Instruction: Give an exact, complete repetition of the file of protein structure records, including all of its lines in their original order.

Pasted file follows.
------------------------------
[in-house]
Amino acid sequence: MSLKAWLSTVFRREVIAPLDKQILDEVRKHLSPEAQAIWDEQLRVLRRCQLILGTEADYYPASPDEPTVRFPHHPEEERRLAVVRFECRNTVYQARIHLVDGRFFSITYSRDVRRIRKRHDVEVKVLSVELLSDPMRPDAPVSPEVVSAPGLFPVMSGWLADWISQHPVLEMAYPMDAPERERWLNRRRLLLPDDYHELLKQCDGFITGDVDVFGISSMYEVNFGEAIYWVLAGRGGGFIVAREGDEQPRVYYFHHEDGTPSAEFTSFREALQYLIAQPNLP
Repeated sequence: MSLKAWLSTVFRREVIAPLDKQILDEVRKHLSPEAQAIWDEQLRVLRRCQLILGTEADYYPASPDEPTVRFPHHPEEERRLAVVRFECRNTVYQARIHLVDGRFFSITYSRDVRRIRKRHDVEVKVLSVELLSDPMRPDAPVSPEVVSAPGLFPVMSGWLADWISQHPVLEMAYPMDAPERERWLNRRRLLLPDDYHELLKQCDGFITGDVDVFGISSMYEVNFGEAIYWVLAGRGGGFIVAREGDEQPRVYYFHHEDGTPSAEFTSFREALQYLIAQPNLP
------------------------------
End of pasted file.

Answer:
[in-house]
Amino acid sequence: MSLKAWLSTVFRREVIAPLDKQILDEVRKHLSPEAQAIWDEQLRVLRRCQLILGTEADYYPASPDEPTVRFPHHPEEERRLAVVRFECRNTVYQARIHLVDGRFFSITYSRDVRRIRKRHDVEVKVLSVELLSDPMRPDAPVSPEVVSAPGLFPVMSGWLADWISQHPVLEMAYPMDAPERERWLNRRRLLLPDDYHELLKQCDGFITGDVDVFGISSMYEVNFGEAIYWVLAGRGGGFIVAREGDEQPRVYYFHHEDGTPSAEFTSFREALQYLIAQPNLP
Repeated sequence: MSLKAWLSTVFRREVIAPLDKQILDEVRKHLSPEAQAIWDEQLRVLRRCQLILGTEADYYPASPDEPTVRFPHHPEEERRLAVVRFECRNTVYQARIHLVDGRFFSITYSRDVRRIRKRHDVEVKVLSVELLSDPMRPDAPVSPEVVSAPGLFPVMSGWLADWISQHPVLEMAYPMDAPERERWLNRRRLLLPDDYHELLKQCDGFITGDVDVFGISSMYEVNFGEAIYWVLAGRGGGFIVAREGDEQPRVYYFHHEDGTPSAEFTSFREALQYLIAQPNLP